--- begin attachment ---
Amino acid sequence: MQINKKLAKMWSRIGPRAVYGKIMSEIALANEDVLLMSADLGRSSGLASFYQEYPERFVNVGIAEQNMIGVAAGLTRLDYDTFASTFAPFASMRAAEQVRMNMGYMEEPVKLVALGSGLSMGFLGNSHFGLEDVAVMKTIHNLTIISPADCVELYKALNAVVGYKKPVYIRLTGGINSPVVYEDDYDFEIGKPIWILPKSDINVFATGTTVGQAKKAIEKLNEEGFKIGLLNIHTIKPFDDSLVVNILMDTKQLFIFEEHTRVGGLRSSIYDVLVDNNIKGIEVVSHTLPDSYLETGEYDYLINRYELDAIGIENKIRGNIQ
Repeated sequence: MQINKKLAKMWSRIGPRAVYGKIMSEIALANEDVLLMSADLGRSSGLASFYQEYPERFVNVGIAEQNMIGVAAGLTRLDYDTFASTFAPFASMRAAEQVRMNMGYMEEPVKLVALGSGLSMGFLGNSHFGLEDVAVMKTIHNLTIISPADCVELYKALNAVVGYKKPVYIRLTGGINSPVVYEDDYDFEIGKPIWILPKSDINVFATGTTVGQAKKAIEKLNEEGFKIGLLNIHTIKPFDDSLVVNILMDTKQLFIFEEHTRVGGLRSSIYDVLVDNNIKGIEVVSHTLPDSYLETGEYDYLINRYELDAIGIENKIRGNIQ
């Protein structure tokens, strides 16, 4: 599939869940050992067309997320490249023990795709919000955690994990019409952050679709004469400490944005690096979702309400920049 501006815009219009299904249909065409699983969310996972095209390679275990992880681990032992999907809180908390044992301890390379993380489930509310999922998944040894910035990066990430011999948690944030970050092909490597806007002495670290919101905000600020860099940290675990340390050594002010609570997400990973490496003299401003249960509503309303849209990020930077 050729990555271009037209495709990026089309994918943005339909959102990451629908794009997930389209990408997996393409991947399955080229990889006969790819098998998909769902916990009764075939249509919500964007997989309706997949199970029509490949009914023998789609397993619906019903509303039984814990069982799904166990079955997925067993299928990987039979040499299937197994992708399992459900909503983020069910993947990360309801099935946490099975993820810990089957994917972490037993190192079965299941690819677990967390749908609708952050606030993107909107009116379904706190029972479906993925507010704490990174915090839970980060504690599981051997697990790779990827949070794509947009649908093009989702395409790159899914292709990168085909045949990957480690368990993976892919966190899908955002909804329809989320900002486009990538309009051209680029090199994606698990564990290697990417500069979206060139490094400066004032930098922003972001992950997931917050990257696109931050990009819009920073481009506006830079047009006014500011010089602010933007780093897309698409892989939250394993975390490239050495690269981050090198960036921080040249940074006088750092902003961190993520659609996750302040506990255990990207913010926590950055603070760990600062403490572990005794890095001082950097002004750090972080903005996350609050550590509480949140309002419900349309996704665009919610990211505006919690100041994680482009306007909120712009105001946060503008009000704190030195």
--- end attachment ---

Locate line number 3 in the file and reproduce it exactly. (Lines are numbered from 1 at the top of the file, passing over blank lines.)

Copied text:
């Protein structure tokens, strides 16, 4: 599939869940050992067309997320490249023990795709919000955690994990019409952050679709004469400490944005690096979702309400920049 501006815009219009299904249909065409699983969310996972095209390679275990992880681990032992999907809180908390044992301890390379993380489930509310999922998944040894910035990066990430011999948690944030970050092909490597806007002495670290919101905000600020860099940290675990340390050594002010609570997400990973490496003299401003249960509503309303849209990020930077 050729990555271009037209495709990026089309994918943005339909959102990451629908794009997930389209990408997996393409991947399955080229990889006969790819098998998909769902916990009764075939249509919500964007997989309706997949199970029509490949009914023998789609397993619906019903509303039984814990069982799904166990079955997925067993299928990987039979040499299937197994992708399992459900909503983020069910993947990360309801099935946490099975993820810990089957994917972490037993190192079965299941690819677990967390749908609708952050606030993107909107009116379904706190029972479906993925507010704490990174915090839970980060504690599981051997697990790779990827949070794509947009649908093009989702395409790159899914292709990168085909045949990957480690368990993976892919966190899908955002909804329809989320900002486009990538309009051209680029090199994606698990564990290697990417500069979206060139490094400066004032930098922003972001992950997931917050990257696109931050990009819009920073481009506006830079047009006014500011010089602010933007780093897309698409892989939250394993975390490239050495690269981050090198960036921080040249940074006088750092902003961190993520659609996750302040506990255990990207913010926590950055603070760990600062403490572990005794890095001082950097002004750090972080903005996350609050550590509480949140309002419900349309996704665009919610990211505006919690100041994680482009306007909120712009105001946060503008009000704190030195």